Preventing Breast Cancer

November 17, 2006 10:44am CST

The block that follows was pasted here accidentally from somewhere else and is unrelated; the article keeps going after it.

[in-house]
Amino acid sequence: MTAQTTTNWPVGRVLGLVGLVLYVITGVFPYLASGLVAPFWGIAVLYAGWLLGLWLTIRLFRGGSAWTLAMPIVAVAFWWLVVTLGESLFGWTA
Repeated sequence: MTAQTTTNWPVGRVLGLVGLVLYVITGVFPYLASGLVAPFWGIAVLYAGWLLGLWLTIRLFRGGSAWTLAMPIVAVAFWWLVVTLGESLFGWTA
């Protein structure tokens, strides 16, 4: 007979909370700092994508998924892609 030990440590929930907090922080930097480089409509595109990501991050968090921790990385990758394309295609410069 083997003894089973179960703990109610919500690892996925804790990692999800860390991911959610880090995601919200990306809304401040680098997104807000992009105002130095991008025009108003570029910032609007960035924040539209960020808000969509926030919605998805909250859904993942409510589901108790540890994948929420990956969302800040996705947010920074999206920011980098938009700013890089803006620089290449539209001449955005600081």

CANCER affects us all: we probably know of an aunt, a cousin, or a colleague who has fought breast cancer. But what are the factors that can put a Malaysian woman at risk of breast cancer? In the West, breast cancer affects one in seven women. In Malaysia, breast cancer is the most common cancer among Malaysian women. The National Cancer Registry in its latest report in 2003 stated that one in 28 Malay, one in 16 Chinese and one in 16 Indian women may develop breast cancer. In most women, breast cancers happen by chance. But for some families, there may be a faulty gene that increases the risk. So far, researchers have identified two genes, BRCA1 and BRCA2, which may contribute to breast cancer if mutated. Some 15 years’ worth of research on Caucasian populations in the West have allowed health experts to develop a set of guidelines to determine families who are most at risk of breast cancer due to alterations or mutation to their BRCA1 or BRCA2 gene. These guidelines are important in determining which individuals should obtain more frequent breast cancer checks, and what preventive measures can be taken to reduce their risks. While such research has been recognised as key in preventing breast cancer, much of the work is centred on Caucasian populations. In Malaysia, this process started four years ago. The Cancer Research Initiatives Foundation (CARIF) and Universiti Malaya, together with researchers at other local research universities, are currently screening these genes in Asian populations, in a bid to develop guidelines to identify Asian women with higher risk of getting breast cancer, especially if there’s been an alteration in her genes. Based on Western studies, a Caucasian woman may have inherited increased risk if blood relatives from either her mother’s or father’s side has one of these: Mother or sister diagnosed with breast cancer before the age of 40, or with breast cancer in both breasts. Two or more close relatives diagnosed with breast or ovarian cancer, especially before the age of 40. Father or brother diagnosed with breast cancer. The bid to develop Asian, or specifically Malaysian, risk guidelines is important to determine if, with genetic “alteration’” in BRCA1 or BRCA2, a woman’s risk of getting breast cancer at 50 years old is 50%, or higher, for example. And at age 70, will her risks increase to 70%? Another key reason in having Malaysian research is that not all breast cancer cases are a result of faulty BRCA1 or BRCA2 genes. Western studies have suggested that only 5% to 30% of cases are a result of BRCA1 or BRCA2 alteration. For a majority of the remaining cases, no single gene has yet been identified. We are trying to identify other genes which increase risk to breast cancer, especially in the Asian context. It is important to note that a single faulty gene is not a necessary precursor to breast cancer; it just means that her risks are higher than any other woman. Studies are ongoing to assess the extent that family history plays a role, as well as taking into account the variations in the Malaysian context such as population, family structures, and diet. The impact of lifestyle changes experienced by Malaysian women in the post-war period, as a result of globalisation, is also an area that needs study. Sedentary lifestyles and growing obesity have been shown to greatly increase breast cancer risks. Other factors can also play a role. Women have increased risk if their periods start before 11, have late menopause (after 55), have their first child after 30, or have fewer children. Also, breast cancer becomes more common as we age. How can I reduce my risk? How can I reduce my daughter’s or mother’s risk? Get regular checks and go for therapy based on scientific and clinical evidence. Although we can’t do much about many risk factors, we can make sure that we examine our breasts and report any changes to a doctor, and have mammograms (annually after 50). If a lump is detected, it is very important that you seek further medical tests to determine whether the lump is cancerous. Breast cancer detected at an early stage can be cured. Unfortunately, the majority of breast cancers in Malaysia are detected at a late stage, when the chances of survival are significantly lower. Be active! Research has shown that being active can help to reduce the risk of breast cancer, up to 30% – 40%. We don’t yet know the biological mechanism by which being active reduces risk, but some studies suggest three hours per week of activity is required. Breastfeed your children. Research has shown that breastfeeding reduces our risk of breast cancer. The longer the better! Eat healthily. While research on cancer-fighting foods is still at its infancy, there’s evidence to show that nutrition can help prevent breast cancer. Diet is important. Eat less red meat, fatty, sugary and processed foods, and eat more chicken, fish, fruits and vegetables. If you follow these guidelines, you will be well on your way to a healthier diet and maintain normal weight. This will help protect against breast cancer and a variety of other chronic diseases.
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